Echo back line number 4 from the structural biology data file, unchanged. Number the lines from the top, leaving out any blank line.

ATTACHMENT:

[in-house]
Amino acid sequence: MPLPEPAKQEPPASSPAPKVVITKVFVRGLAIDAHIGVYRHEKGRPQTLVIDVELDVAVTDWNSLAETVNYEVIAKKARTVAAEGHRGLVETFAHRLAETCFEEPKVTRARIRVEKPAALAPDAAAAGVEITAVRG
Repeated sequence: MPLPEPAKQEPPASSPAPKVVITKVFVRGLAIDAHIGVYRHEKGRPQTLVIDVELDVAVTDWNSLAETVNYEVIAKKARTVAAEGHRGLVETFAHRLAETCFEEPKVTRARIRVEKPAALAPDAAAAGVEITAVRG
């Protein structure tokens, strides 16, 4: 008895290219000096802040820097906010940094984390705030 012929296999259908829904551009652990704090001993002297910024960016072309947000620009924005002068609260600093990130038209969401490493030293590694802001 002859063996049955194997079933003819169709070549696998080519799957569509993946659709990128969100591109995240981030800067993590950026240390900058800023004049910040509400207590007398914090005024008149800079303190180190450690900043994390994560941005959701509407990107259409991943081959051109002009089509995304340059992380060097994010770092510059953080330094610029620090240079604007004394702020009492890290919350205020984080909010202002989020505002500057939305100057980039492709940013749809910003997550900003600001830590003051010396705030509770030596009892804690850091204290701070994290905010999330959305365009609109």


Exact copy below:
């Protein structure tokens, strides 16, 4: 008895290219000096802040820097906010940094984390705030 012929296999259908829904551009652990704090001993002297910024960016072309947000620009924005002068609260600093990130038209969401490493030293590694802001 002859063996049955194997079933003819169709070549696998080519799957569509993946659709990128969100591109995240981030800067993590950026240390900058800023004049910040509400207590007398914090005024008149800079303190180190450690900043994390994560941005959701509407990107259409991943081959051109002009089509995304340059992380060097994010770092510059953080330094610029620090240079604007004394702020009492890290919350205020984080909010202002989020505002500057939305100057980039492709940013749809910003997550900003600001830590003051010396705030509770030596009892804690850091204290701070994290905010999330959305365009609109």